My husband and I are lifelong Hoosiers. I grew up in Bargersville and attended Hanover College—the 35th in my family to do so. I am an attorney, receiving my law degree from IU McKinney Law School. My husband grew up in Anderson and attended Rose Hulman to become an electrical engineer.
We had been trying to conceive for 4 years and finally got pregnant in the fall of 2020. At 9 weeks, the ultrasound looked great. Four weeks later, we found out we were going to have a little boy. We felt so blessed.
At week 20 in the pregnancy, we received our second ultrasound—the anatomy ultrasound which is more in depth. It was then we got the earth-shattering news that our baby boy had an extreme birth defect, one of the worst cases of encephalocele they had ever seen. Over 75% of his brain was growing outside of his skull. The chances for encephalocele occurring are 1 in 10,000. Given how extreme his case was, he had a 100% chance of dying.
We got multiple opinions, all of them the same diagnosis and likely outcome. We had two options: lose our little boy now with a D&E procedure, or later with either a stillbirth or the infinitesimally small possibility that he might be born alive and immediately die in our arms.
This wasn’t a choice. There was no viable path to a healthy baby or birth. The emotional and mental trauma was already hitting us so hard. Words can’t express the pain and agony of carrying our son that week between finding out he was going to die and the day of the procedure. To know he may be in pain. To know our miracle was lost.
I have flashbacks to the week when I carried him but knew he would not live. I felt him move and felt the movement lessen. I heard the sincere congratulations from strangers and loved ones, just to break down in tears and tell them that he was going to die and was dying inside of me right then. Between the news that shattered my world and this one-week wait, it nearly killed me. All I wanted was to save him and I was hopeless.
We lost him on December 30th. The doctor was so loving. She had children of her own. She knew the pain I was going through. She gave me her personal cell phone number and frequently called me, even on Christmas Eve, to check in on me, to listen to me cry, to answer any questions. At the hospital, the nurses embraced me as I sobbed. They gave me a beautiful urn that was about the size of a strawberry. It was ceramic and hand painted with trees and deer in green, yellow, and white. We keep it on our mantle.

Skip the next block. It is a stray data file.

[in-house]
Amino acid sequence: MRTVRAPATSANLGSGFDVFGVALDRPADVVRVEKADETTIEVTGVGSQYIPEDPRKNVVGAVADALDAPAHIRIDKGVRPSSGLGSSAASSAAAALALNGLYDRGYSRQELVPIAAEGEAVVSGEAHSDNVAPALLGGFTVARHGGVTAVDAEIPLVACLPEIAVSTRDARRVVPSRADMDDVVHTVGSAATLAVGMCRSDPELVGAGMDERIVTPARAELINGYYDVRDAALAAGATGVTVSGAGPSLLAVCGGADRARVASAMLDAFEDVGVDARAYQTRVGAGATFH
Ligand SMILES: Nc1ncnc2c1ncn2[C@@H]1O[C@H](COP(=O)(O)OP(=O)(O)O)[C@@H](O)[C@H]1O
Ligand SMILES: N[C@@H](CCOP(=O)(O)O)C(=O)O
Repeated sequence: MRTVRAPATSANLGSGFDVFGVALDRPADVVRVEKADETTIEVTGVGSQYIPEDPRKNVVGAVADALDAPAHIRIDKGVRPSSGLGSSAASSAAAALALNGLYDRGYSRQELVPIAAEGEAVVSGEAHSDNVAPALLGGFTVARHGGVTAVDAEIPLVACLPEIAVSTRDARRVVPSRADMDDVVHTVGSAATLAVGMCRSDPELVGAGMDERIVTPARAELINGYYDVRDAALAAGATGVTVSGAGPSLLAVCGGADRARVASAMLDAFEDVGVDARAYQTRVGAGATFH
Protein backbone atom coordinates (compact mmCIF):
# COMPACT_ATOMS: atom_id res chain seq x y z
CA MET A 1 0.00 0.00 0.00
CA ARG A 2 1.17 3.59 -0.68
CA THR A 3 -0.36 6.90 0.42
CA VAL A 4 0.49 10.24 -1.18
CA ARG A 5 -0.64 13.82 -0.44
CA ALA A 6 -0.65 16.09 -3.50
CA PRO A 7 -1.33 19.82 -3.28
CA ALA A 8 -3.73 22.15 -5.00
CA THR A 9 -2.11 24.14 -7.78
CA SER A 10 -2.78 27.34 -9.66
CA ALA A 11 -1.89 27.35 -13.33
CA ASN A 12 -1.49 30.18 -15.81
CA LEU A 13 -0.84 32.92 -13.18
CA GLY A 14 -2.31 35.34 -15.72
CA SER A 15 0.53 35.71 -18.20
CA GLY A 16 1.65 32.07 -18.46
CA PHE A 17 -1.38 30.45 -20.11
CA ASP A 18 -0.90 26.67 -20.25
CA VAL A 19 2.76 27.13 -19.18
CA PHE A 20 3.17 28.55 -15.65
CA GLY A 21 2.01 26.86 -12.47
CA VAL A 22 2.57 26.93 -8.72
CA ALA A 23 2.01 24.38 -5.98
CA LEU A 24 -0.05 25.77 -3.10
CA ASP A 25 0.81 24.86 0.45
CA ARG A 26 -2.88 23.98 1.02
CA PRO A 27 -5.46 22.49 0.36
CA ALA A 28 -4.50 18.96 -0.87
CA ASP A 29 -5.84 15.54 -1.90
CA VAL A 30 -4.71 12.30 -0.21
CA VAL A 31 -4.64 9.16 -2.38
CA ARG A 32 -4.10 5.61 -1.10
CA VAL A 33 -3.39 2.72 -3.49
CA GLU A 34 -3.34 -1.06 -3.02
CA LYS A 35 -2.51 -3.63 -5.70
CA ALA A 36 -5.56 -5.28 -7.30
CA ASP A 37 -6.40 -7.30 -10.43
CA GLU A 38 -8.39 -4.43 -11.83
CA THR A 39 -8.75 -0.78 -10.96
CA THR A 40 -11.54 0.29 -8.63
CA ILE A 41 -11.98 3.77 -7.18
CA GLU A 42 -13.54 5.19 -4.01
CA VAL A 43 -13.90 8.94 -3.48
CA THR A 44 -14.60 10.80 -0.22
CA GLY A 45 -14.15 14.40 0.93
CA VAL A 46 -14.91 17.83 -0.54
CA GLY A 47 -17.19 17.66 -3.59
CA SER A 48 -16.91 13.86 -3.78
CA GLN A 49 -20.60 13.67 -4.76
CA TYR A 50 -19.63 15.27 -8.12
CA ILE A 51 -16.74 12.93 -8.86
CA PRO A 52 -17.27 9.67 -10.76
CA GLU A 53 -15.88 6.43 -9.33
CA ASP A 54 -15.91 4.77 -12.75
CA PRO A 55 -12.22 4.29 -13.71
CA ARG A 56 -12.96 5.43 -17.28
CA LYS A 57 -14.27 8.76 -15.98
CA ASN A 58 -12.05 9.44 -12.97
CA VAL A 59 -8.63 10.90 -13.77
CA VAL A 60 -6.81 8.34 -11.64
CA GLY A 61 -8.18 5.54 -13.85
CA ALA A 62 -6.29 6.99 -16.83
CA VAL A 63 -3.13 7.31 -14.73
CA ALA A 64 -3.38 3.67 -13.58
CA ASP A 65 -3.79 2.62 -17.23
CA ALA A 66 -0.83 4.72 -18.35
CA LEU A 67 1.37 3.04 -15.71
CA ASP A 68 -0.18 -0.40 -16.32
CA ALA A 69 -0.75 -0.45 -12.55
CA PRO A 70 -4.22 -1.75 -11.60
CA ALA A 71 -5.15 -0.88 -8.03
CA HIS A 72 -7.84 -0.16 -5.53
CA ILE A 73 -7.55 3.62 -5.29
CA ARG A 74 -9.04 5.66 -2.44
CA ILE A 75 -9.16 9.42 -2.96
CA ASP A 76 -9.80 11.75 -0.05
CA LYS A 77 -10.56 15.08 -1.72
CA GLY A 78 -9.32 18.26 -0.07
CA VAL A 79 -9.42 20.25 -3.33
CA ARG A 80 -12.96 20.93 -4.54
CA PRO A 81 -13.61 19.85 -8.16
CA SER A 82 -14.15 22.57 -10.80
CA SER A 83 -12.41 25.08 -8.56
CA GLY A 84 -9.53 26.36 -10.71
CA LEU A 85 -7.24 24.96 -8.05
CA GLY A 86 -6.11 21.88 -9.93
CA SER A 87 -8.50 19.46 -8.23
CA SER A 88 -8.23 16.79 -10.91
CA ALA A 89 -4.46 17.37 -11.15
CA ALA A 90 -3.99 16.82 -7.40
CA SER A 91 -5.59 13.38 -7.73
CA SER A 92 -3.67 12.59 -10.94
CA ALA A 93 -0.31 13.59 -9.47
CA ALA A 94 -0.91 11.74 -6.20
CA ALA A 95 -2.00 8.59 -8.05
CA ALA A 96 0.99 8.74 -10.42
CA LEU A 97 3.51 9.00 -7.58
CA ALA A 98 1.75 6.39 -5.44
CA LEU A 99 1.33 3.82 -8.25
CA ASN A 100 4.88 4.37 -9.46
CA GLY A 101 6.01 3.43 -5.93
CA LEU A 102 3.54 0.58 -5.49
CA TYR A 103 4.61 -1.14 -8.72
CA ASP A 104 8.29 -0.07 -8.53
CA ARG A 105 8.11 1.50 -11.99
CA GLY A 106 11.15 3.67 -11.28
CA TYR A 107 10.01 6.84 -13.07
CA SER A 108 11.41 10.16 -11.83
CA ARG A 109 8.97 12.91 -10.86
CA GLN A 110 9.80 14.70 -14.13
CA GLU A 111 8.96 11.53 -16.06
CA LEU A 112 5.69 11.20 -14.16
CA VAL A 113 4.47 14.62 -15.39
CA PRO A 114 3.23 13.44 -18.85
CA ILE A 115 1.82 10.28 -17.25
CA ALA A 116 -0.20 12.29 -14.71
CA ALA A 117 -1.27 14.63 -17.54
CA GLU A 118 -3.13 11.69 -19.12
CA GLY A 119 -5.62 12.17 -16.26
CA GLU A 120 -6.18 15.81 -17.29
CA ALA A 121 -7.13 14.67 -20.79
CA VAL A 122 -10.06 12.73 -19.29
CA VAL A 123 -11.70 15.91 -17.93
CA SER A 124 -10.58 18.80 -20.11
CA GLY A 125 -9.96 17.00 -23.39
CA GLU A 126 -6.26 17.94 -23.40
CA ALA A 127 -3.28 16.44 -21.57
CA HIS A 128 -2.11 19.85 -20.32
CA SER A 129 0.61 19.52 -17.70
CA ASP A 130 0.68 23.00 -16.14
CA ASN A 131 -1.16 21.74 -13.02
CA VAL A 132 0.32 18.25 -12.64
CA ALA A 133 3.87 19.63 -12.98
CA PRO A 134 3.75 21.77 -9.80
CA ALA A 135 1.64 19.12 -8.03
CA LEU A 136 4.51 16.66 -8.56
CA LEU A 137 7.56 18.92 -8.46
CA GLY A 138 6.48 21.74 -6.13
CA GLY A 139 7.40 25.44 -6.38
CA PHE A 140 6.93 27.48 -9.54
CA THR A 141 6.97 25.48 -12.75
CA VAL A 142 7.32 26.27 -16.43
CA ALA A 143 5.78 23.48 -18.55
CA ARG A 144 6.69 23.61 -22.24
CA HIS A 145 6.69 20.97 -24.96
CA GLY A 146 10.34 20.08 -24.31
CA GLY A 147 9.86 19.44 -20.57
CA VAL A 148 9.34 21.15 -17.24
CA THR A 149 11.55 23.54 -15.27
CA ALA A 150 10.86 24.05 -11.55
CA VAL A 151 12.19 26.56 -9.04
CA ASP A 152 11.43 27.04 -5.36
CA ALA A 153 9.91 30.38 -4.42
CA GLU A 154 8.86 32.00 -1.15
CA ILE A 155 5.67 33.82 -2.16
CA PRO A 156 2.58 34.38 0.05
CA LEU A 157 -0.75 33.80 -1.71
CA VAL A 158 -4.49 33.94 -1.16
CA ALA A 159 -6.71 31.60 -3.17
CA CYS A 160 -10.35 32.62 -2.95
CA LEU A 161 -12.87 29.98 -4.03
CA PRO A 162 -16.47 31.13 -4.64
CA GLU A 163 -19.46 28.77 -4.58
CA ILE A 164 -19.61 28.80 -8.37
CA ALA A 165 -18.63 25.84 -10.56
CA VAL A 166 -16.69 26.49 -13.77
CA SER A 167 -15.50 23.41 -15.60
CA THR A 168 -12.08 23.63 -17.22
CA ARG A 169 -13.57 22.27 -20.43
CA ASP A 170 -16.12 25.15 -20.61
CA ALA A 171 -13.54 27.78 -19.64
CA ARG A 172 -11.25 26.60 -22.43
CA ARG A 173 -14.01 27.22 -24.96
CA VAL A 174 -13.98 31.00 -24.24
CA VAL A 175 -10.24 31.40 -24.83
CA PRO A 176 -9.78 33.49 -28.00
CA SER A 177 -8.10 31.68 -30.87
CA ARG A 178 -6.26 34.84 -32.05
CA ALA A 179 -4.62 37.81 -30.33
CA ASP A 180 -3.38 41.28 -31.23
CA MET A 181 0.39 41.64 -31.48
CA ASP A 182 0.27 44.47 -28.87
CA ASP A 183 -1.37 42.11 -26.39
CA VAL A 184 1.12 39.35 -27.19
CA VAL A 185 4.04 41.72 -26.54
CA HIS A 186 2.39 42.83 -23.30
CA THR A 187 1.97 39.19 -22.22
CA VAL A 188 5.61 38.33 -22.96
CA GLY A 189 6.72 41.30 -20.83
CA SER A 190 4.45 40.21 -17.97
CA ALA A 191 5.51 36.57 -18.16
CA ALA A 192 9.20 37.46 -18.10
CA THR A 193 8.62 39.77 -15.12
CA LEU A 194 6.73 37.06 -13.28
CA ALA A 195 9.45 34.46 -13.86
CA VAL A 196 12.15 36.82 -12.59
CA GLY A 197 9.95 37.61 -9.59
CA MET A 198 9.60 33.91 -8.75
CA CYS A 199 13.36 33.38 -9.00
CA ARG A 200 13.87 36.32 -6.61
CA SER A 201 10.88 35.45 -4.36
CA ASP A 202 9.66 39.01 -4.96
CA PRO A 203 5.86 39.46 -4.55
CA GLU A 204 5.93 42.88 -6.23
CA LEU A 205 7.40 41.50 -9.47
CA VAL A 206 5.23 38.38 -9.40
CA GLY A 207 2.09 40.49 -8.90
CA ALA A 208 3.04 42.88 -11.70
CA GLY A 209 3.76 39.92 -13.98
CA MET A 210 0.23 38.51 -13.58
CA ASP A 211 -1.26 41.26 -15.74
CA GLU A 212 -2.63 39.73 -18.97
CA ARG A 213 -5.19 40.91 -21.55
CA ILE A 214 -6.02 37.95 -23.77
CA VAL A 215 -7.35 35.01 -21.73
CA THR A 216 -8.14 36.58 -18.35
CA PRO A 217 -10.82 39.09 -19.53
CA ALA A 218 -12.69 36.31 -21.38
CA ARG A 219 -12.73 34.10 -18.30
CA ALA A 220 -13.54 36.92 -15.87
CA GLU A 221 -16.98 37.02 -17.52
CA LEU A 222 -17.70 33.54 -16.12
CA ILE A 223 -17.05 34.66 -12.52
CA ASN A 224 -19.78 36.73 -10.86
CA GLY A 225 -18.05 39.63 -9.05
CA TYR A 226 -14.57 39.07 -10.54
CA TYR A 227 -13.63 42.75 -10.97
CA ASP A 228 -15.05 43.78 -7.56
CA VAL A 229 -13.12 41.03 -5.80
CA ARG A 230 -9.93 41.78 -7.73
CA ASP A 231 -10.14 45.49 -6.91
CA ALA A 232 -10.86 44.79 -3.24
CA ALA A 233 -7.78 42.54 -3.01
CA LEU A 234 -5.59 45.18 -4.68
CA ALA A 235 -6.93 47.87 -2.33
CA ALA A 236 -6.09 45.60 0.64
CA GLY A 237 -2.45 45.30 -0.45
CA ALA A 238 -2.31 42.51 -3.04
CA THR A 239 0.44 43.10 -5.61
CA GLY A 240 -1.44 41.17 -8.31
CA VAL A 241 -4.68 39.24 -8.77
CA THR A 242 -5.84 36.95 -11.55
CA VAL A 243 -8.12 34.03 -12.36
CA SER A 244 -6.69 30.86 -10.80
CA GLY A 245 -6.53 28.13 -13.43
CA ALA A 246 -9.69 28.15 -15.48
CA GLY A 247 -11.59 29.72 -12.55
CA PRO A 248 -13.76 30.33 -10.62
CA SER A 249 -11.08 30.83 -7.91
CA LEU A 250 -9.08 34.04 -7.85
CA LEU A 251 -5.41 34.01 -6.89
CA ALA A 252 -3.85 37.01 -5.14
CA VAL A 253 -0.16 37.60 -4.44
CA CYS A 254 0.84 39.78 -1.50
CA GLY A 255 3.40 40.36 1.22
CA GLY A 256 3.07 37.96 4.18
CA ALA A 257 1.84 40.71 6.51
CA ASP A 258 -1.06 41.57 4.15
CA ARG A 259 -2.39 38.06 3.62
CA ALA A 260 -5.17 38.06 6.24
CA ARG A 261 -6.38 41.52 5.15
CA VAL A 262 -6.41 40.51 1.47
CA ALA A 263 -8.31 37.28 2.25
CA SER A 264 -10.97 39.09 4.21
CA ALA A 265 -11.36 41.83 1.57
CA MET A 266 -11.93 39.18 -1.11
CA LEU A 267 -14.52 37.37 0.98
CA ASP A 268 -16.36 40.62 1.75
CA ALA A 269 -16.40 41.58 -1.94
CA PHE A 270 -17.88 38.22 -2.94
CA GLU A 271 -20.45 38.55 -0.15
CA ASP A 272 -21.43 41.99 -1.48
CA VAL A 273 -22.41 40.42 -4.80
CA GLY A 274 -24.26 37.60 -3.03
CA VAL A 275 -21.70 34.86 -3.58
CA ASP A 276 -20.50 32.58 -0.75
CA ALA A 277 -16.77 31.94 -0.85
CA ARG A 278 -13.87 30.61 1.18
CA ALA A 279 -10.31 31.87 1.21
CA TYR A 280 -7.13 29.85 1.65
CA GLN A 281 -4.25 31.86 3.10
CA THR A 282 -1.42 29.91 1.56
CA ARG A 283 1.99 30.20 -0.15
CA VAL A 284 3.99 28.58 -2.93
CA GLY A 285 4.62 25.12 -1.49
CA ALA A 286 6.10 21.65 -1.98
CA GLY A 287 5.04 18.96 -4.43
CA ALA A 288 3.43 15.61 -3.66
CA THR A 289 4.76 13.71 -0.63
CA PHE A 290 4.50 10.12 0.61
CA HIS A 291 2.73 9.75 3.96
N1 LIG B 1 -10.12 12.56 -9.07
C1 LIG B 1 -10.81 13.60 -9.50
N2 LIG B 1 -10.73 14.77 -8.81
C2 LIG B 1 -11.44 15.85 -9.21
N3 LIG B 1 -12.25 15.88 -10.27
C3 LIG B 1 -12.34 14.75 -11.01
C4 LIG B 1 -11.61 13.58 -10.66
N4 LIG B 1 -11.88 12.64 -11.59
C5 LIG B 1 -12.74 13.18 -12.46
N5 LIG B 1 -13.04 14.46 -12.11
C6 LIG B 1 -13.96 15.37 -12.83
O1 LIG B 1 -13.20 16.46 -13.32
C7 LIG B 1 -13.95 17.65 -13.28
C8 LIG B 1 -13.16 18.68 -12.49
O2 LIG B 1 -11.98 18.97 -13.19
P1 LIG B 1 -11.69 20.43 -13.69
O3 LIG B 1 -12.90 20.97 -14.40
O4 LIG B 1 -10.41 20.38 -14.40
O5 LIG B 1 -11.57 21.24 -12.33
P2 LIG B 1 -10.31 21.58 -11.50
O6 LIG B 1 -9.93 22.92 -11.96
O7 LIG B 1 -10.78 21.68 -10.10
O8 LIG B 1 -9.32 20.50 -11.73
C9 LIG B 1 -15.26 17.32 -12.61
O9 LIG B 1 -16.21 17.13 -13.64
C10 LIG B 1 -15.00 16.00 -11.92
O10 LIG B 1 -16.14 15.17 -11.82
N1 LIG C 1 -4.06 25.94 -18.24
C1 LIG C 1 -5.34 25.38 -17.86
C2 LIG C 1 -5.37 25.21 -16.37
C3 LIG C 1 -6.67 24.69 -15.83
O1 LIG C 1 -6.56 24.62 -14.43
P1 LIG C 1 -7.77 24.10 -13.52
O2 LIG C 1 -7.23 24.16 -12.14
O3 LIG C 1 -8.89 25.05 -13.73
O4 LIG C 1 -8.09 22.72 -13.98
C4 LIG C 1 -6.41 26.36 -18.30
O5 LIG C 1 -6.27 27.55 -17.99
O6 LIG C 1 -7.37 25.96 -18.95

I spent months in bed. I contemplated suicide. I talked to a grief counselor twice a week. I shut out my family and friends, neglected work, and woke up almost every night hyperventilating in fits of tears.
I wouldn’t be alive if I had to carry my dying or dead son to term. What I went through nearly broke me. The flashbacks to that week between knowing he was dying to the day we lost him still haunt me. Going through 4.5-5 more months of that purgatory would have killed me, killed my family, killed my marriage. No one is that strong.
Life will never be the same. I never appreciated grief until losing my son. I regret the times that I perfunctorily passed along condolences when family and friends had loved ones who had passed because I never really understood what that person was going through. Now I do. This type of grief lives inside of you. It never lessens. It just hits less frequently as time marches on.
It took us another two years to conceive again. We just had a successful 20-week anatomy ultrasound and are due in late October 2022. We cried and cried upon hearing that our new baby is healthy. Our son will never be replaced, but we are hopeful with our new miracle. We will tell her about her brother, walk her among the trees that we planted for him, and will love her with every ounce of our being, just like we loved and continue to love the little boy we lost.
I can’t tell you how many women I have met who have similar stories—women whose babies had lethal defects, women who begged their doctors to find a viable path but it was impossible, women whose babies would die inside of them. We cherish the miracle of life. We cherish pregnancies and babies. We want to build our families. But a greater power existed and rare defects took our babies late in our pregnancies. Without abortions, our lives and our future children’s lives would not have continued. Because of abortion, we were able to continue living, try to heal, and perhaps be lucky enough to conceive again. We do not take abortion lightly. In fact, it shattered our worlds. But it was a necessary medical procedure to save our lives when our babies could not live. We are grateful for the doctors and nurses who saved our lives and were merciful with our babies who could not live.